From the Senior Pastor
Electing a Bishop
Pr. Randy Gehring
In my humble opinion, I think we hit the hospitality ball out of the park this year and I couldn’t be more proud of our hard-working, dedicated staff and volunteers who all did their best to host the assembly with a sense of gracious welcome.
That visit initiated for me a lengthy process of discernment. At first, I didn’t want to consider the option. Some of you may have the idea that being called to serve as bishop is a “promotion” much like it is for a vice president to be named Chief Executive Officer in a corporation. As a result, being elected bishop may seem to you to be a desirable thing, something to which one would aspire.
My experience, however, has given me a different lens through which I view that position. I recognize that it is an important position, and necessary, but there are responsibilities the bishop carries out that I, as I used to say, “wouldn’t wish on anyone.” It’s not all fame and glory and pomp and circumstance; instead it can be a fairly thankless and lonely job.
So in my discernment, I challenged God: “Why me?” Why should I open myself to such a job? I talked at length with my wife, Shelly, and we prayed about it together. I sought out former bishops to talk about their experience and seek their advice on whether or not I should allow my name to be part of the process. I spoke with a dear friend who is a former synod staff member in Iowa. I talked it over with my mom. I spent time with a trained counselor who helped me work through my self-doubt and identify the gifts God has given me that could serve me well should I be elected bishop. I sought the advice and counsel of my executive coach. And I invited all of them as well as the leadership team, the staff, my LifeGroup, and a few other trusted friends here at Our Savior’s to join me as prayer partners in this process of discernment. Through it all, I reached a point of relative peace so that when the time came to respond to the Bishop Election Committee following the Crossroads Conference Assembly, where my name was lifted up as a potential candidate, I was able to say Yes, I will allow my name to be part of the election process.
When the assembly began, the feelings I experienced ranged from excitement and anticipation to fear and foreboding. I believed God was calling me to be part of the process but I had no idea how far into the process my name would remain on the ballot. As it turned out, I was one of seven pastors chosen to speak to the assembly for five minutes each on Saturday morning. Though I was prepared with what I wanted to say, I had a hard time controlling my emotions and nerves. The scope and the gravity of what I was a part of was a heavy burden on my heart. When my turn came to speak, I was escorted into the Celebrate Center, introduced, and given five minutes on a timer conveniently displayed on the screens in the room.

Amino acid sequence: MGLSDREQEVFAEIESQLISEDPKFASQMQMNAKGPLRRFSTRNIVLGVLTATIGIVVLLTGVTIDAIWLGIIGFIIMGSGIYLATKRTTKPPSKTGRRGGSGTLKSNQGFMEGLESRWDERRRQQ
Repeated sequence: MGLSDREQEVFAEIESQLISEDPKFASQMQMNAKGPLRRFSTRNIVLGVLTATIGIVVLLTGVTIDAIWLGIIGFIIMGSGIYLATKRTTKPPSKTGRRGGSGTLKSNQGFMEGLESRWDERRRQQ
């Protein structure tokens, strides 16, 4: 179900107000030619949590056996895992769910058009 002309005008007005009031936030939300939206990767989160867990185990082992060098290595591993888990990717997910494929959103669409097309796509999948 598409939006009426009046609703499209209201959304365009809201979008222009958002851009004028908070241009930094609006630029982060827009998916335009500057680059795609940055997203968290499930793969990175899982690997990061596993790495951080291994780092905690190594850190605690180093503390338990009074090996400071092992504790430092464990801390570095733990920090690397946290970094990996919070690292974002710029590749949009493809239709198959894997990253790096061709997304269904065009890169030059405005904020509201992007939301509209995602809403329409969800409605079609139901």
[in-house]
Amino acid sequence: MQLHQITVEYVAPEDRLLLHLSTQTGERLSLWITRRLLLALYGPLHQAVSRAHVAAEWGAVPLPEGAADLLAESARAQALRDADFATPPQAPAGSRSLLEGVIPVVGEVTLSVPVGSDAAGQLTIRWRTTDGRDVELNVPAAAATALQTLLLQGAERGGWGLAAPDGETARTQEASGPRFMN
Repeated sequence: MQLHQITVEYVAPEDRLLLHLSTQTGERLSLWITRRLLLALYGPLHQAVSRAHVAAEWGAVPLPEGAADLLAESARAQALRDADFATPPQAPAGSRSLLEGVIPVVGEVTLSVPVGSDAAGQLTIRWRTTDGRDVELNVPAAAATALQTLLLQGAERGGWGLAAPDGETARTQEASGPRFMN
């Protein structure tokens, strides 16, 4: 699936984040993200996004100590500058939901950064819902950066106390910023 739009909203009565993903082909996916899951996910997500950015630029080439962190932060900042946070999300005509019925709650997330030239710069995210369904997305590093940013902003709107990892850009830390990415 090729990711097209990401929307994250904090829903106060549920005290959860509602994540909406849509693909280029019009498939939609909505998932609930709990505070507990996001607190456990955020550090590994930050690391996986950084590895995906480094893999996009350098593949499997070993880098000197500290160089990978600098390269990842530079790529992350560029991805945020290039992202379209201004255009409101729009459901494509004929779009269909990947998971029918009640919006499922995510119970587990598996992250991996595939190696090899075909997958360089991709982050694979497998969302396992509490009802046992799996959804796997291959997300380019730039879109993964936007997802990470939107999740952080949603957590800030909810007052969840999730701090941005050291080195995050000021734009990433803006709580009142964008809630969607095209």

So I began, my voice wavering and my heart pounding. By the second page of my notes I had relaxed enough to find a rhythm that felt a little more like what I experience when I’m preaching. When I turned the page and was about to launch into my conclusion, I decided to look at the timer. In that brief moment, I discovered I was going to run out of time. With nothing else to do, I continued until the microphone was turned off. With mixed emotions, I walked off the platform wishing I had been able to share the few lines that went unspoken.
The results of the third ballot revealed that I was not chosen as one of the three candidates whose names would be on the fourth ballot. Mostly I was relieved, actually being surprised by how much lighter I felt knowing that was no longer in the running. I received many affirmations from voting members who had appreciated my speech, as well as from Our Savior’s members who shared with me they were glad I was staying at OSL. But I would not be honest if I didn’t also say I was a little disappointed, primarily because, by the time the assembly met, I had reached a point of accepting the possibility of serving as the bishop of the South Dakota Synod, should I be elected. Even so, I’m glad and feel privileged to have been part of the process.
For now, what all of this means is that I continue serving as your senior pastor, and I couldn’t be happier. Thank you for entrusting to me this call to serve among as one who proclaims God’s liberating word and works alongside you to respond to the needs of our neighbors in Jesus’ name. This is important and holy work that we share. Thank you for your love and support.
In Christ’s love,
Pr. Randy Gehring
Bill Reynolds, OSL Communications Director.
May 19, 2019
Willow Grace Doohen, the daughter of Greg and Daisy Doohen.
Lucetta Kathryn Griesse, the daughter of Justine Griesse.
June 2, 2019Flowers are given in grateful celebration by the Lehmann Family.
May 19, 2019
Telecasts are sponsored by Dennis and Patsy Holzwarth and Bob and Joan Thimjon in celebration of their 45th wedding anniversaries.
May 26, 2019
Telecasts are sponsored by Duane and Lois Nearman in honor of their 60th wedding anniversary, on May 30.
Memorials and Honoraria May–June 2019
In Memory of Marilyn Green
Don and Sarah Abbas
Richard and Janice Boe
Mark and Janelle Hoven
William and Cynthia Nassen
In Memory of Marie Toews
(Mother of Jeanne Carter)
In Honor of Pastor Don Lehmann’s 80th Birthday
Charles and Sonja Anderson
Floyd and Carol Prouty
Don and Coryill Weeg
In Honor of Carol Nielsen’s Birthday
James and Elizabeth Traxel
Don and Coryill Weeg
Your Offering Makes a Difference
Your generosity is making a real difference in people’s lives through the mission and ministry of OSL. Thank you for your faithfulness in giving and your passionate commitment to God’s work through this congregation. Your continued generosity helps us reach our congregational goal of fully funding our ministry of connecting faith to everyday life.
Ministry Support through May 31, 2019